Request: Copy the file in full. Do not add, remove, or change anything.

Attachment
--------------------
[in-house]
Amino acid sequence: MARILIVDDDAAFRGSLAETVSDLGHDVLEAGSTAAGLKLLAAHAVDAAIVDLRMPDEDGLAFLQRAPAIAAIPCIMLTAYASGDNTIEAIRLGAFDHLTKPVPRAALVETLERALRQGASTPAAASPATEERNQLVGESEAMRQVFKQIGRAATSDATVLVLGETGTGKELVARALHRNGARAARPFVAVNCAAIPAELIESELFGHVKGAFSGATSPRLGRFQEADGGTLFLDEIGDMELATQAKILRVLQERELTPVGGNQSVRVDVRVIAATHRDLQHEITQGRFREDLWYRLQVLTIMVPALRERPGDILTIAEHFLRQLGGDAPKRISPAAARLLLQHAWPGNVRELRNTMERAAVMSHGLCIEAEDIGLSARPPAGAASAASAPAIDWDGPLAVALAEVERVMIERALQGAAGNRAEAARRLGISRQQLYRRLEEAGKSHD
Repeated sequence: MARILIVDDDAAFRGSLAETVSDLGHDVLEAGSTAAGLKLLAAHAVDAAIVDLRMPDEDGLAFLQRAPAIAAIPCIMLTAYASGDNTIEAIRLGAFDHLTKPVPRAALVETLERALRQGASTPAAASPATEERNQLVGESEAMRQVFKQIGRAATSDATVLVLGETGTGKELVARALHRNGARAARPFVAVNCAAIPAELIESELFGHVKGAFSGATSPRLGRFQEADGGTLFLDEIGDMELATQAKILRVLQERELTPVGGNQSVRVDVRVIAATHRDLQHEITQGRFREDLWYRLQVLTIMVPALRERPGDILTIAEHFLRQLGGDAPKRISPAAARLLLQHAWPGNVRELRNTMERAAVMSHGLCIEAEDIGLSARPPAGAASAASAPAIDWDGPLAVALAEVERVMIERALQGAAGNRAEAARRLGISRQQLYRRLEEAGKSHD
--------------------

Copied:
[in-house]
Amino acid sequence: MARILIVDDDAAFRGSLAETVSDLGHDVLEAGSTAAGLKLLAAHAVDAAIVDLRMPDEDGLAFLQRAPAIAAIPCIMLTAYASGDNTIEAIRLGAFDHLTKPVPRAALVETLERALRQGASTPAAASPATEERNQLVGESEAMRQVFKQIGRAATSDATVLVLGETGTGKELVARALHRNGARAARPFVAVNCAAIPAELIESELFGHVKGAFSGATSPRLGRFQEADGGTLFLDEIGDMELATQAKILRVLQERELTPVGGNQSVRVDVRVIAATHRDLQHEITQGRFREDLWYRLQVLTIMVPALRERPGDILTIAEHFLRQLGGDAPKRISPAAARLLLQHAWPGNVRELRNTMERAAVMSHGLCIEAEDIGLSARPPAGAASAASAPAIDWDGPLAVALAEVERVMIERALQGAAGNRAEAARRLGISRQQLYRRLEEAGKSHD
Repeated sequence: MARILIVDDDAAFRGSLAETVSDLGHDVLEAGSTAAGLKLLAAHAVDAAIVDLRMPDEDGLAFLQRAPAIAAIPCIMLTAYASGDNTIEAIRLGAFDHLTKPVPRAALVETLERALRQGASTPAAASPATEERNQLVGESEAMRQVFKQIGRAATSDATVLVLGETGTGKELVARALHRNGARAARPFVAVNCAAIPAELIESELFGHVKGAFSGATSPRLGRFQEADGGTLFLDEIGDMELATQAKILRVLQERELTPVGGNQSVRVDVRVIAATHRDLQHEITQGRFREDLWYRLQVLTIMVPALRERPGDILTIAEHFLRQLGGDAPKRISPAAARLLLQHAWPGNVRELRNTMERAAVMSHGLCIEAEDIGLSARPPAGAASAASAPAIDWDGPLAVALAEVERVMIERALQGAAGNRAEAARRLGISRQQLYRRLEEAGKSHD